Review by Rosh on August 20, 2023.
So, Spiritus Mortis are apparently the first Finnish doom metal band, and when you listen to them, it's pretty believable based on how they epitomize the hard-rocking stoicism typical of early doom and heavy/doom metal. And although it took 14 years after their first demo to put out, Spiritus Mortis is the complete package - ballsy traditional doom done right. It's an authentic listen that feels all too underrated when compared to Candlemasses and Pentagrams, especially because its structure is very similar to other doom albums in the same league, such as Count Raven's "High On Infinity". The formula at play is essentially enthusiastic and potent rockers balanced against the doomy and mysterious serenades, which is pretty standard for traditional doom, but the exemplary execution of this standard formula is what makes Spiritus Mortis such an underrated record, because it does these things with as much class and valor as far more well-known doom releases.
Usually, I tend to think of albums with 14 tracks as being collections of songs rather than cohesive album experiences, but the way Spiritus Mortis is divided into suites of songs does actually make it feel like a well-crafted helping of unapologetic heaviness. There's only two interlude tracks and 12 actual songs, which means the interludes are well-placed and the tunes are varied, putting forth a plentiful array of enticing riffs. "Beyond" has an unmistakably bludgeoning staccato attack to it unheard since "Lord Of This World", which commands a formidable presence, and "Death Walking" progresses nicely from a warm riff, that sounds like sipping the foam head of a satisfying stout beer in musical form, to a blood-curdling, maniacal chorus. "Rise From Hell", though, is the centerpiece of the album, lurching forth with a menacing riff rivaled only by Trouble's "Psalm 9" or Candlemass' "Bewitched." This, along with "Forbidden Arts", and "...In Me" is the way mid-tempo doom should and must be pulled off, actually thriving on not being too slow. It's what this incarnation of Spiritus Mortis does when they're not playing uptempo songs like "Baron Samedi", which are another part of the reason I describe this album as being "balls out."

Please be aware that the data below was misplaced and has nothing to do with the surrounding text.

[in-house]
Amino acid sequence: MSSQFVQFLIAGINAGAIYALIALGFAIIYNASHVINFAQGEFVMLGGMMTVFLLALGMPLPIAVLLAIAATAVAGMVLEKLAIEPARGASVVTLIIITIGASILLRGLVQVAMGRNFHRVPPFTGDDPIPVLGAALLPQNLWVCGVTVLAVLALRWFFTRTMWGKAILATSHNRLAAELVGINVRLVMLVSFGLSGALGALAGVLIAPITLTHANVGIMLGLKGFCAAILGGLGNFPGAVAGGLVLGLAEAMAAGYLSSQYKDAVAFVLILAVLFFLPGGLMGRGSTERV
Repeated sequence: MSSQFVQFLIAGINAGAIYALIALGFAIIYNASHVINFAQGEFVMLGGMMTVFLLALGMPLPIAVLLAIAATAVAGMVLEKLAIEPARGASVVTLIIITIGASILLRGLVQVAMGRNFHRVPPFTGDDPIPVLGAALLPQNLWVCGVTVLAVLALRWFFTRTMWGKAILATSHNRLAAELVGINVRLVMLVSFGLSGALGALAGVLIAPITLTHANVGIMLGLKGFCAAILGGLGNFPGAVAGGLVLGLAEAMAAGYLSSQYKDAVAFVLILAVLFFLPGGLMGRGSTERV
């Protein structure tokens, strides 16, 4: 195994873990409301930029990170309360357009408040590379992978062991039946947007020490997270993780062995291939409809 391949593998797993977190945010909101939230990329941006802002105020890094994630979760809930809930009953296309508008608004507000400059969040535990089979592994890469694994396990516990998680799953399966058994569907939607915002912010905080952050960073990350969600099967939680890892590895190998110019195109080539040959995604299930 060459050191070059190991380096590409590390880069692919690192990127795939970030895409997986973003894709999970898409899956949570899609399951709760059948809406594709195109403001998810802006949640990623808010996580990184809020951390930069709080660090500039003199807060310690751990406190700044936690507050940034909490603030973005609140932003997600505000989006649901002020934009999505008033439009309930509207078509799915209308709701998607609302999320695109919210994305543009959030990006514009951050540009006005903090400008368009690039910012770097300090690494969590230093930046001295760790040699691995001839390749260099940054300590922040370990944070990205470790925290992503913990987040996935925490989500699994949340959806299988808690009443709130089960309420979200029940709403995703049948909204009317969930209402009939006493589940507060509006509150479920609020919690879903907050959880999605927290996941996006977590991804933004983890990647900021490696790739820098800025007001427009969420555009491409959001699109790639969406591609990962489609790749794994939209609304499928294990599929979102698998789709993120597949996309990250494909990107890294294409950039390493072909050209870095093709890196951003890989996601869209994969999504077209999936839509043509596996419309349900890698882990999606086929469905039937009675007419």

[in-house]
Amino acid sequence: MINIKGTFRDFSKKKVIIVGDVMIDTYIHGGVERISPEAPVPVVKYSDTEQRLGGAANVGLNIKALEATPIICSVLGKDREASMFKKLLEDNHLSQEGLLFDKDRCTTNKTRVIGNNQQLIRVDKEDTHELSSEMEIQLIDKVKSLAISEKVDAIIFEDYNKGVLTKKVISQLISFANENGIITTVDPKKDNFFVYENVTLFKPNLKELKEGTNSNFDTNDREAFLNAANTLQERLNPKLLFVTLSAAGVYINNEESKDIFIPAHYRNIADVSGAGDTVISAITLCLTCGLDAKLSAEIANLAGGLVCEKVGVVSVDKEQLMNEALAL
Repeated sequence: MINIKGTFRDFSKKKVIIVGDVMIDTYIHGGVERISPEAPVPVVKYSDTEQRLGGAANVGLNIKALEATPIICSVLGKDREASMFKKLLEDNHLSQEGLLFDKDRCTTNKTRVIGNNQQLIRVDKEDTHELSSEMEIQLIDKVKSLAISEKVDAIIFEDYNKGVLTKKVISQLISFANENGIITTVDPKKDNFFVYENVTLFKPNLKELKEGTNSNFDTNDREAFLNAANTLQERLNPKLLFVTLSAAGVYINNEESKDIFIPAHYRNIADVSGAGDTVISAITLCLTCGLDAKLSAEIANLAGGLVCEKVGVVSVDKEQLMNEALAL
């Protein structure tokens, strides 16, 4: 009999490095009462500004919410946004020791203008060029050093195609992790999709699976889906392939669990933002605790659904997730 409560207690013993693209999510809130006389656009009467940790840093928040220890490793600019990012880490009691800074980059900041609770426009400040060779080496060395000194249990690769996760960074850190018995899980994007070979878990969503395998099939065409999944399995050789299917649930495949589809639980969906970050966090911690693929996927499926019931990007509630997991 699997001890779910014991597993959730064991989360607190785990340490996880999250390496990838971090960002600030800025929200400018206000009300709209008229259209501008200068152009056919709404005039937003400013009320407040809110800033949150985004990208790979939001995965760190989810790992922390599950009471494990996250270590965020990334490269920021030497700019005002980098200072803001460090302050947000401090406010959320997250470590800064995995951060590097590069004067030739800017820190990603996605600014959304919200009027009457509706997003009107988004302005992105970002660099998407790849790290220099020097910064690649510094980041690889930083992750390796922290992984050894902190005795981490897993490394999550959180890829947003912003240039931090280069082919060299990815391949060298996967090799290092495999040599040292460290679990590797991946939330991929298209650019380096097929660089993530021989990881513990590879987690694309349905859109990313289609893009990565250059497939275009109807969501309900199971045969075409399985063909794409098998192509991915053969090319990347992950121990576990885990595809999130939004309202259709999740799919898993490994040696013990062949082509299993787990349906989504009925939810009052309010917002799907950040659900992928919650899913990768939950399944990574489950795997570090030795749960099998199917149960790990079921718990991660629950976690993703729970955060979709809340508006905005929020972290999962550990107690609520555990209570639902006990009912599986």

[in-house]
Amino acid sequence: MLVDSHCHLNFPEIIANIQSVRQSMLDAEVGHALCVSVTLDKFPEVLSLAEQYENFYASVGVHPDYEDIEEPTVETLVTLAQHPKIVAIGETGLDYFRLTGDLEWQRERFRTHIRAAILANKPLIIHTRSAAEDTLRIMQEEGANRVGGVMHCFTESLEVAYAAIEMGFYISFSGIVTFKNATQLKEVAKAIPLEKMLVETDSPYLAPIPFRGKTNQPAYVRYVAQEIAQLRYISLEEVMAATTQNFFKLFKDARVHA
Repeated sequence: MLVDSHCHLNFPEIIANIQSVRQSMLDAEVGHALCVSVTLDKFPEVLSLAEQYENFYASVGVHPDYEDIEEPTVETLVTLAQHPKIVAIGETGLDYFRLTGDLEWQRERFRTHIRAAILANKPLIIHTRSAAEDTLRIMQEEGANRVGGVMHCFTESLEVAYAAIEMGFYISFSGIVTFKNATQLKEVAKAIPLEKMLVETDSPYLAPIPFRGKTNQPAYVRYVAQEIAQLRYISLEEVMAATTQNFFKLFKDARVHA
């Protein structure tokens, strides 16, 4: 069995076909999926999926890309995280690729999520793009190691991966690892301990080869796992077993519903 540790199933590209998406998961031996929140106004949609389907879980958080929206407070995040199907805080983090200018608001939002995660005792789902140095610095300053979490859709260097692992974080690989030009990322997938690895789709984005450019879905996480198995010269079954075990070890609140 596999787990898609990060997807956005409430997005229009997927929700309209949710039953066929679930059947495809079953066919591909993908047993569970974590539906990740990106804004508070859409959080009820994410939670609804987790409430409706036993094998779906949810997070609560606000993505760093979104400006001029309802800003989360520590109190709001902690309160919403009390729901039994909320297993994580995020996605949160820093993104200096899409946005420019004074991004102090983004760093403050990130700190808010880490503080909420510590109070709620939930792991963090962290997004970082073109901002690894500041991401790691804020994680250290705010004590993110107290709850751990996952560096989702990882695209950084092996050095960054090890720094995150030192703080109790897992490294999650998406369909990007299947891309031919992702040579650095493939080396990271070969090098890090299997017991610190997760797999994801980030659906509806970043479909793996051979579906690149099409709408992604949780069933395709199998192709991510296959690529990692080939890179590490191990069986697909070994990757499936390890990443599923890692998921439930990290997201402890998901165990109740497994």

Stellar tracklist aside, though, I think another thing I like so much about Spiritus Mortis is how every member of the band is a hero. I would've loved to hear more albums with this singer, he's got a very throaty roar complimented exquisitely by his pronounced Finnish accent. The riffs, meanwhile, are not only superior to Count Raven and Reverend Bizarre's due to the tutelage of Trouble/Pentagram, but the guitarist also makes fantastic use of pedals that reminds one steadfastly of doom's relationship with psychedelic heavy rock. Then there's also the way that the bass lends equally towards enhancing both the guitar and drums, creating a muddy wall of sound when the guitar takes rests unheard since Saint Vitus' 1984 self-titled album, and making the percussion feel all the more walloping and infectious, actually reminding me of the classic combo of D.D. Verni and Sid Falck in Overkill. After all, this is ballsy doom we're talking about, not your Warnings and Pallbearers who play the melodramatic equivalent of the black album. Disses aside, though, I rarely praise every member's performance on an album, but Spiritus Mortis seriously delivers on all fronts.
Ultimately, this debut full-length of Spiritus Mortis is basically Finland's answer to Relentless by Pentagram. You have a band who is one of the oldest in the scene with a slew of demo material finally recording their debut full-length over a decade after formation, whilst the regional doom scene had already taken off. Way too underrated considering what a killer package of muscular, aggressive doom metal it is. Piss off if you think doom metal is supposed to be mellow or something, and listen to this album, "Lunar Womb" by The Obsessed, and "Black Night" by Iron Man!
Also, in "Sweet Oblivion", he's saying "I'm coming my God!" during the chorus, but you'll probably hear it as "I cum in my cunt!" And even if you didn't, you can't unhear that now.
Rating: 9.7 out of 10522